The U.S. economy expanded at a 3.6% annual rate in the third quarter, up from an initial estimate of 2.8% growth, the Commerce Department said Dec. 5.
The gross domestic product reading was higher than economists’ median forecast of a 3.1% rate, Bloomberg News reported.
The rise was led by an increase in business inventories to a $116.5 billion annual pace in the third quarter, the most since 1998, after a previously reported $86 billion rate.
GDP measures the value of all goods and services produced.
“The big boost is from inventories, but the big question for fourth-quarter growth is whether this is voluntary inventory expansion or involuntary,” Sam Coffin, an economist at UBS Securities, told Bloomberg.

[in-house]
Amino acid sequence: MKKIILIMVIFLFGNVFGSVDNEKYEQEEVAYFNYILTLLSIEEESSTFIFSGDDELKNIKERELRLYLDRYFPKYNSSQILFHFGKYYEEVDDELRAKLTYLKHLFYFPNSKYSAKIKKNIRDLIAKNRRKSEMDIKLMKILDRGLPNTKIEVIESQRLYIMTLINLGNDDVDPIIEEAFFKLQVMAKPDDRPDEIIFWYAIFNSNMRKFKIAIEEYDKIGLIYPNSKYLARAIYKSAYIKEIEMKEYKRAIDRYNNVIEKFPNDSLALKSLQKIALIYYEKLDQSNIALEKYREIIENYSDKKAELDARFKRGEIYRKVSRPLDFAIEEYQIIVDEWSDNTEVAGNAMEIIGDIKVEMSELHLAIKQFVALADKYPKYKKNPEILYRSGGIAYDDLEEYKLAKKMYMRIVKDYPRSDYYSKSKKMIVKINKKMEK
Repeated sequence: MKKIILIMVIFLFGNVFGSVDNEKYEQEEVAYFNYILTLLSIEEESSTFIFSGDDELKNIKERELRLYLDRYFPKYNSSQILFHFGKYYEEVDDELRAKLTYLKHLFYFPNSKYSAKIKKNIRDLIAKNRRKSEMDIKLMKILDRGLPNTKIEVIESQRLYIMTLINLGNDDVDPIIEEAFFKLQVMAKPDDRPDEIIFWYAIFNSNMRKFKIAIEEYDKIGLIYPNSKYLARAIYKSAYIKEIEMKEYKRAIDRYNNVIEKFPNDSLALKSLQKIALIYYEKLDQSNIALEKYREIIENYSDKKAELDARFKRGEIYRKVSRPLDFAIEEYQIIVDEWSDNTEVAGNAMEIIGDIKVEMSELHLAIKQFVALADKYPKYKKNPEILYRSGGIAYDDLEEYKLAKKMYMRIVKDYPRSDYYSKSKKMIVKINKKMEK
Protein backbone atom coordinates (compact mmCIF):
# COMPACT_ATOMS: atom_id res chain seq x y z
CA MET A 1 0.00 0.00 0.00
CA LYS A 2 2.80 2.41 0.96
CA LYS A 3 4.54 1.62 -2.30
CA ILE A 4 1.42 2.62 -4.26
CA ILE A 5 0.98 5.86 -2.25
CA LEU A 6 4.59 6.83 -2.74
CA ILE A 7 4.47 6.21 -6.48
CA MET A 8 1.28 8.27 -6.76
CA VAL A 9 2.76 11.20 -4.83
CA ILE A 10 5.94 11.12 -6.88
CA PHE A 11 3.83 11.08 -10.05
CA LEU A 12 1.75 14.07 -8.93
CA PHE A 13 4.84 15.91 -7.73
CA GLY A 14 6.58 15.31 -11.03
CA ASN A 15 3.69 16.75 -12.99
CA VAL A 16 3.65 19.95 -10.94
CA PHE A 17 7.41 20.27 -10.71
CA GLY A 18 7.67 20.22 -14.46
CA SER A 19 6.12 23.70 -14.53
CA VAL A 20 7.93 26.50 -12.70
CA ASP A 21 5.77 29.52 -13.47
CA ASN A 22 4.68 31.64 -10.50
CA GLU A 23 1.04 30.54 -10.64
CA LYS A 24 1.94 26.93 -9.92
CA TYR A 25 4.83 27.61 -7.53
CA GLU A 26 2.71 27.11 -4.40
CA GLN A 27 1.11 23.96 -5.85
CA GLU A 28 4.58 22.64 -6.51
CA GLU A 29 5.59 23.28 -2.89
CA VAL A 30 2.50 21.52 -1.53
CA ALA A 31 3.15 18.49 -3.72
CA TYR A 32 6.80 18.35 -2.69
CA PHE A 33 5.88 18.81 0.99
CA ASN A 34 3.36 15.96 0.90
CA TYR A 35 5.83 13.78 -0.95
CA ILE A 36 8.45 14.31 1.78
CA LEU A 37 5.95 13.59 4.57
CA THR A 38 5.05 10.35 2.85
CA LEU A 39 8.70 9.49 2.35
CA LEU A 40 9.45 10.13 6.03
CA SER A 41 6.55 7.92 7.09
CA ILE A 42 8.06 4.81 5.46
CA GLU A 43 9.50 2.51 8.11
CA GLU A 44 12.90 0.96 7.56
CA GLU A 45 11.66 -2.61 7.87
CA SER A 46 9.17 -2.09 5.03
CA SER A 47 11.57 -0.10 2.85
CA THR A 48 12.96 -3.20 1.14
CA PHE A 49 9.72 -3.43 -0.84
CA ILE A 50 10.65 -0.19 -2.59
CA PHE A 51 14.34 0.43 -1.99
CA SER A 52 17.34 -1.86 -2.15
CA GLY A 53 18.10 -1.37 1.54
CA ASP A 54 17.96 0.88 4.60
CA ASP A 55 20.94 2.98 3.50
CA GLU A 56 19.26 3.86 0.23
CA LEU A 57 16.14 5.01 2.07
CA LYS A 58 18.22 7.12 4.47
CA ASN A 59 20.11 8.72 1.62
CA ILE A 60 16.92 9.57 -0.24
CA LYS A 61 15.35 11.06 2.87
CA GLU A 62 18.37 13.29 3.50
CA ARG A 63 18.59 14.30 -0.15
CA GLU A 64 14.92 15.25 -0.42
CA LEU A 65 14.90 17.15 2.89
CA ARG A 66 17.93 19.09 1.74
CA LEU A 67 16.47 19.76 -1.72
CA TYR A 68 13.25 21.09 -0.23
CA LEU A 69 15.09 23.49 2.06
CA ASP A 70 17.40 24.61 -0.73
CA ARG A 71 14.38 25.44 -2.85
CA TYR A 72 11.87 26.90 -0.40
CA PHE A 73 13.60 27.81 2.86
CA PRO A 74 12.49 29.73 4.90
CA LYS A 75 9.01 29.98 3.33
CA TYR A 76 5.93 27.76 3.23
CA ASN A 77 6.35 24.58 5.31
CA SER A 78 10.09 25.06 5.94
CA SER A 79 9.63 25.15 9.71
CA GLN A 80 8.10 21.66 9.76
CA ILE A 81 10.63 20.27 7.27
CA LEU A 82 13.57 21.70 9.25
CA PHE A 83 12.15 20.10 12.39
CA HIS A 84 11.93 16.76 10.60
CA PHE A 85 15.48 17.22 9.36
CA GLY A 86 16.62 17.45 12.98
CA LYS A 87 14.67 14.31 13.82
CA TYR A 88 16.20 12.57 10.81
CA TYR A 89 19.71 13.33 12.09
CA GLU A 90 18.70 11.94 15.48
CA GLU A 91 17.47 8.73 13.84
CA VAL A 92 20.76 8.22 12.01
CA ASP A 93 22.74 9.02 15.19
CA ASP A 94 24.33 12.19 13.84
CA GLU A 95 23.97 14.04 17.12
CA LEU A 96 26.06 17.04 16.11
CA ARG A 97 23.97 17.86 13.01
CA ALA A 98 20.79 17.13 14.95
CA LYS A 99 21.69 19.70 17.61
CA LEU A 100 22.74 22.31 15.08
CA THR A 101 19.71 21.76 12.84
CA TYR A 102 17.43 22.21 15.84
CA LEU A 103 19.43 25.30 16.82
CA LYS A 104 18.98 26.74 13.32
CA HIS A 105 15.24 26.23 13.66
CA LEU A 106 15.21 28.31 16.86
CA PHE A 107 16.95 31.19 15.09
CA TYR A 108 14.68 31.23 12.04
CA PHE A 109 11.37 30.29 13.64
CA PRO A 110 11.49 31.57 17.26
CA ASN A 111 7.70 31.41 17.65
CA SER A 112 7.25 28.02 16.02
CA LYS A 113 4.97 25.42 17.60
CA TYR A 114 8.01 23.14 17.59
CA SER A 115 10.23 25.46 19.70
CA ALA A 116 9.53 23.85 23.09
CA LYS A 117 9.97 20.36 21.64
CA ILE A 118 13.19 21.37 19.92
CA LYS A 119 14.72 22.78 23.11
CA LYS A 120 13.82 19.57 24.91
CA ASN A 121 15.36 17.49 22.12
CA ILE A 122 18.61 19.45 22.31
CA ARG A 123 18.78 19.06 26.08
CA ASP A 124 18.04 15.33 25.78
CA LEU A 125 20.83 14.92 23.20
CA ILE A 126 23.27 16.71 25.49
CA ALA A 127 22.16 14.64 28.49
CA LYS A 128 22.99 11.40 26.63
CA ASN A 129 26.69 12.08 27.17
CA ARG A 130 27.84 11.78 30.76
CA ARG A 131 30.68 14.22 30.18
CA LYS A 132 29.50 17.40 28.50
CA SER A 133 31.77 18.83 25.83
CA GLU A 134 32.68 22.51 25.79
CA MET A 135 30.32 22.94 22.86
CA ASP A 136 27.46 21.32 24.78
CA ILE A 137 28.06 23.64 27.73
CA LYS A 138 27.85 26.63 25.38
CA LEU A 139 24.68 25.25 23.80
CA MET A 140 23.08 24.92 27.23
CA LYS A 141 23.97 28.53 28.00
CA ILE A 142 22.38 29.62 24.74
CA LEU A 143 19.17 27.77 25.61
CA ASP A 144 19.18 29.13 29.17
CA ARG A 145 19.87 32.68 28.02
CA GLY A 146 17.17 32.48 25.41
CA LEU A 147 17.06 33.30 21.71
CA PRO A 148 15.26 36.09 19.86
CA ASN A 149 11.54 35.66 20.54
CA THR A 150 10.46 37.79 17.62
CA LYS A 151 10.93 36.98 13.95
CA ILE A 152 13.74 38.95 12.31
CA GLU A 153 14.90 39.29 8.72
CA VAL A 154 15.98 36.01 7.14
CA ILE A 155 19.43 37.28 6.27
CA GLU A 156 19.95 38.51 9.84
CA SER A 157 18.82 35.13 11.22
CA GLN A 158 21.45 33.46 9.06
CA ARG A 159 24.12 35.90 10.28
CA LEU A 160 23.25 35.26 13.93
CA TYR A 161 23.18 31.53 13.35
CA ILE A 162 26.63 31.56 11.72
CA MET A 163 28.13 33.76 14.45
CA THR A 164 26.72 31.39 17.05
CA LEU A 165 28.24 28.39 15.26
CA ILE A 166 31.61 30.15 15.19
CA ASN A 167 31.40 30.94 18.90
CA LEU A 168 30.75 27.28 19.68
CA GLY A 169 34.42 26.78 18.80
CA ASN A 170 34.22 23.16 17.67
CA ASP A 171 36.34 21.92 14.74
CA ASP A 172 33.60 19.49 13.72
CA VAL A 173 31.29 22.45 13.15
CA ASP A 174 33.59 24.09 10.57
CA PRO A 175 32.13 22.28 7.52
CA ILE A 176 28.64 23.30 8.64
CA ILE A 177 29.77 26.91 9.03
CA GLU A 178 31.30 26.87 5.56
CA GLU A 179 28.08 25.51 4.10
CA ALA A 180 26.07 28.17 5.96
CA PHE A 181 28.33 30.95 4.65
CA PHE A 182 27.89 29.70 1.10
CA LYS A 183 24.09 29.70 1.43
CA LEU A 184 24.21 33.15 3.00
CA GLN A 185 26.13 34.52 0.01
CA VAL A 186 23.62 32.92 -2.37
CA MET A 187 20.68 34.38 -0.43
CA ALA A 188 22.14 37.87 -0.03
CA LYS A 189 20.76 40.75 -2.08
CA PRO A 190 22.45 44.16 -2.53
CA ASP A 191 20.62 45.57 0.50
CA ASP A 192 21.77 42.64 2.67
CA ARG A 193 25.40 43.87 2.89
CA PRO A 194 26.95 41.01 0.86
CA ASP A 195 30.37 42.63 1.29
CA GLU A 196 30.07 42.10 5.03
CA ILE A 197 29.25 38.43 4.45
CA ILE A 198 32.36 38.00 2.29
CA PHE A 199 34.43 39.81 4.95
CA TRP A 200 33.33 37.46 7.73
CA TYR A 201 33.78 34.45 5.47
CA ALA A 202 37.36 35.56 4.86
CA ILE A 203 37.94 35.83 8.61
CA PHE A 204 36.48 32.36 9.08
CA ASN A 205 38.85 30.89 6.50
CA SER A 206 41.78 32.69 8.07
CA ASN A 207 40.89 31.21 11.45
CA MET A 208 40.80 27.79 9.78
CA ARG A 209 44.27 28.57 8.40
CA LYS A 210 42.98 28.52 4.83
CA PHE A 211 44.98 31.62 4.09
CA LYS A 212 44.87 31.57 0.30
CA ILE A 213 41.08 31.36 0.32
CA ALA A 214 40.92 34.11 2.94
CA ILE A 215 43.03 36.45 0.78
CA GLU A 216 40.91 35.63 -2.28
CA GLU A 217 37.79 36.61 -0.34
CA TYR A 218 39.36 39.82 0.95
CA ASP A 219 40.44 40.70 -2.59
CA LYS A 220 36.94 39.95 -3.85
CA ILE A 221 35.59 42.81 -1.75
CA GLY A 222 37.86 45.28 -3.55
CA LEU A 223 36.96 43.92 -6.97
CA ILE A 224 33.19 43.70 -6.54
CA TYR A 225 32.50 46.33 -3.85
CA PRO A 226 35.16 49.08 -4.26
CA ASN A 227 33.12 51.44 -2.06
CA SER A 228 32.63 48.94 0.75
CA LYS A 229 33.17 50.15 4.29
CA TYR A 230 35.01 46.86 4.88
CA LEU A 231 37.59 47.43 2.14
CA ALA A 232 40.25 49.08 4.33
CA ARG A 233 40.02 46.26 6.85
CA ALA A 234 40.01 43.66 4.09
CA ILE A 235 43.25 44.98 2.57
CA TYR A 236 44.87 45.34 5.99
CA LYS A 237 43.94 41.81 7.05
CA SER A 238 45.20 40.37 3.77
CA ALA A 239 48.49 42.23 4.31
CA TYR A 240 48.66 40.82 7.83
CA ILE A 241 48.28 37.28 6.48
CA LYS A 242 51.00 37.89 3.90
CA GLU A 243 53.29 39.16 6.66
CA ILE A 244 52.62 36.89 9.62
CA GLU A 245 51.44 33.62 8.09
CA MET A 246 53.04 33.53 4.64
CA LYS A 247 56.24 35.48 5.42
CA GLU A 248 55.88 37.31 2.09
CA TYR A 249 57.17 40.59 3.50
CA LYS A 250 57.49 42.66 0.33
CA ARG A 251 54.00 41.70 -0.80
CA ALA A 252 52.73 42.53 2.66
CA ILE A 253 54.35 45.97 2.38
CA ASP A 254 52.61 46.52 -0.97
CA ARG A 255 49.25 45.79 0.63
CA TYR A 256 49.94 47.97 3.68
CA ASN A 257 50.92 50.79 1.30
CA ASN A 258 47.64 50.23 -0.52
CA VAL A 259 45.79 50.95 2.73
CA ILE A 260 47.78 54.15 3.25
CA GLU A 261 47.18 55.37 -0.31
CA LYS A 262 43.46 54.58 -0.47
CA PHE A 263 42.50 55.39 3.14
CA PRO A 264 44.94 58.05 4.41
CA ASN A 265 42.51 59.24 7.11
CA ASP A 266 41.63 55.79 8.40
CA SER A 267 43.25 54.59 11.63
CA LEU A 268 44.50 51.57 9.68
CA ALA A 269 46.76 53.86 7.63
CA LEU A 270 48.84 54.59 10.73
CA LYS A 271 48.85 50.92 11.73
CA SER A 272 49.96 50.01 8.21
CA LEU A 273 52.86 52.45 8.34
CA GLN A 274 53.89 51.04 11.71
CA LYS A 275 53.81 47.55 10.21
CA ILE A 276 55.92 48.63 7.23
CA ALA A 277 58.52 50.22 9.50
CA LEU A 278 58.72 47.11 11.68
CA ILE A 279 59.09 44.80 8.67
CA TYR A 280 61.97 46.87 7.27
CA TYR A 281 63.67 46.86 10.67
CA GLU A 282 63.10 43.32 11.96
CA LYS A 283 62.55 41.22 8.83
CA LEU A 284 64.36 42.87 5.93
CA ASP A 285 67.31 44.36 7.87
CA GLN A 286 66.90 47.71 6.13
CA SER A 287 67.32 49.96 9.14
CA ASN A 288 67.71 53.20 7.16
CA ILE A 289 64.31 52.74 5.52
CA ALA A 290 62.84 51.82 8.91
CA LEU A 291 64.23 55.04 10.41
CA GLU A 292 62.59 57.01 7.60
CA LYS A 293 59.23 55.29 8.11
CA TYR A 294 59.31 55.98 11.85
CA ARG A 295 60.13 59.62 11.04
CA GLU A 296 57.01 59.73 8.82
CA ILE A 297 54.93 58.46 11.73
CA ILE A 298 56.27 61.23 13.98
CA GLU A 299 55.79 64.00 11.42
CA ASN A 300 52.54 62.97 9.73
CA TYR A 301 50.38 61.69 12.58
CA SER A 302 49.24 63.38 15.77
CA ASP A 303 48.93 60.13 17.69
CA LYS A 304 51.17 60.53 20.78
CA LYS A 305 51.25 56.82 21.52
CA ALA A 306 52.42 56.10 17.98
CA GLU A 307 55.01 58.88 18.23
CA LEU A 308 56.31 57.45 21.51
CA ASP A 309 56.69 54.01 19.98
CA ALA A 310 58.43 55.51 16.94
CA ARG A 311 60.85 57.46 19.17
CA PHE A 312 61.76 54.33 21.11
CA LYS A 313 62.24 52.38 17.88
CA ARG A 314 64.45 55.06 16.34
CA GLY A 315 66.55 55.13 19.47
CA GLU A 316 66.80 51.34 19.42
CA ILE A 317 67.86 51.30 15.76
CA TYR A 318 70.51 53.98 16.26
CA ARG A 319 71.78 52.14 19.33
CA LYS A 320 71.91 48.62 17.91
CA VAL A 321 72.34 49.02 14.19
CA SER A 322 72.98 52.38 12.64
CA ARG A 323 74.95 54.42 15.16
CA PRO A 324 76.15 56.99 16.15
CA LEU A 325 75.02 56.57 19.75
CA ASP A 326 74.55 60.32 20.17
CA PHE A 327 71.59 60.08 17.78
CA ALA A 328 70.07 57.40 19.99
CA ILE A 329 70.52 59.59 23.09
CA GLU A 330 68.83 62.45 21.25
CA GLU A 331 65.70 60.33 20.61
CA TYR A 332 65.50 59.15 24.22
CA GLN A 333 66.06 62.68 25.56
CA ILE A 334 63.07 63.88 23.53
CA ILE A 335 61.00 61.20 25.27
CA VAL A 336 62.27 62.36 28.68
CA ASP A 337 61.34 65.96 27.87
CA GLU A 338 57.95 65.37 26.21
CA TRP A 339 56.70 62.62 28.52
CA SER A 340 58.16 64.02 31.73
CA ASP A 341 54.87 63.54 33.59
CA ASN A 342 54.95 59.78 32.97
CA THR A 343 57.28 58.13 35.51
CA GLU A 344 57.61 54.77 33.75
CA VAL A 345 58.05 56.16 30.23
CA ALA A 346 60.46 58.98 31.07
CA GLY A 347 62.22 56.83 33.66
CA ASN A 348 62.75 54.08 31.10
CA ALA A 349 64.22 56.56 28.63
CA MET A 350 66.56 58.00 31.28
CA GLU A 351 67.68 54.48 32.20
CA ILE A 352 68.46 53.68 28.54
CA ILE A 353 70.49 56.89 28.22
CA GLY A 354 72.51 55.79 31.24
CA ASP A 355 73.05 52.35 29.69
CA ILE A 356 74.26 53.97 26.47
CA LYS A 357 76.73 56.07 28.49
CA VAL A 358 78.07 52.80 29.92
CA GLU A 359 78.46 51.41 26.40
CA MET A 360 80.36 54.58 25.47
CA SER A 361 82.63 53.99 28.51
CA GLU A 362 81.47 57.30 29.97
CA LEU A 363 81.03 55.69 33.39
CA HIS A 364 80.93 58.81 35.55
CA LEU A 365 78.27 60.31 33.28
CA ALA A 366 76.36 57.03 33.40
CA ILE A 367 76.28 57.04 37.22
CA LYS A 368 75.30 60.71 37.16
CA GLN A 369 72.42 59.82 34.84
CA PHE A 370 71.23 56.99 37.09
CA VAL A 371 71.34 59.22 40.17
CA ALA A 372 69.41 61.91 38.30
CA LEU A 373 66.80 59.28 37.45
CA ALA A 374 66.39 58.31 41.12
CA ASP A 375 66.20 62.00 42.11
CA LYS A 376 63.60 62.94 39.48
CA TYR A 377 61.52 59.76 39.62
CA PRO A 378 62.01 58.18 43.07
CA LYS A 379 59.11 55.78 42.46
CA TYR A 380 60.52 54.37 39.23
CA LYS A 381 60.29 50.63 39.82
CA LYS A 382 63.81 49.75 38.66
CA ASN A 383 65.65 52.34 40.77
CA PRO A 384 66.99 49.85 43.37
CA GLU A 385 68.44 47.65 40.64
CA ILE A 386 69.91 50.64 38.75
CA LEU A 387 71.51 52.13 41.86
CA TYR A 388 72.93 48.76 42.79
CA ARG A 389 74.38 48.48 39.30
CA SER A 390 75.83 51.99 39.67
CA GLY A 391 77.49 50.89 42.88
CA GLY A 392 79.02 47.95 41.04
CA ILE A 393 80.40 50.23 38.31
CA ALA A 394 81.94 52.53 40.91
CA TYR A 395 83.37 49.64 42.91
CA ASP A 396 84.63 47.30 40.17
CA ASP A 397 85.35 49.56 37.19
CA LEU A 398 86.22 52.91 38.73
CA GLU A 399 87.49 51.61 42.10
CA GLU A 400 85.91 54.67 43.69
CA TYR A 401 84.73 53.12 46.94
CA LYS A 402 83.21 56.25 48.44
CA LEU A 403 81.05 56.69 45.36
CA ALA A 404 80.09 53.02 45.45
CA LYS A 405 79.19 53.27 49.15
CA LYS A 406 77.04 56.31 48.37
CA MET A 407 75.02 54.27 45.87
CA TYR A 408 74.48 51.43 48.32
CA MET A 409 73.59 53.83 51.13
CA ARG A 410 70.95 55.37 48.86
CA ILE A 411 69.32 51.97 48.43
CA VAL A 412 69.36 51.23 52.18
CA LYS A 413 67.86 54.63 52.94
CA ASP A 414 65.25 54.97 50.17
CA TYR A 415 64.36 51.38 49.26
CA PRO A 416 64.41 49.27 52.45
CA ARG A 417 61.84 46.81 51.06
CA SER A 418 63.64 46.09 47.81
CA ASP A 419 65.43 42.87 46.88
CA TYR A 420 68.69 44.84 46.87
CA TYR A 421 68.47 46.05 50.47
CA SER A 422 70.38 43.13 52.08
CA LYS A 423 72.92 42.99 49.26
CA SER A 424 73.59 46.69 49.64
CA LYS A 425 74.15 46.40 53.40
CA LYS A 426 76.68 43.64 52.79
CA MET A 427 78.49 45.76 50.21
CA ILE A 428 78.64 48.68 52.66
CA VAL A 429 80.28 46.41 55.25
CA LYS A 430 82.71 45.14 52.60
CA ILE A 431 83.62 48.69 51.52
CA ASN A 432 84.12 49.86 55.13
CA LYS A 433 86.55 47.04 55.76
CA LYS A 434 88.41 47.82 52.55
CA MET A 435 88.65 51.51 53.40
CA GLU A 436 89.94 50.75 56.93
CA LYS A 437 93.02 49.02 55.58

“We won’t have an outright drawdown, but we will have slower inventory investment, and that slowing will be a negative for growth,” Coffin said.
The Dec. 5 GDP report is the second of three issued for each quarter by Commerce.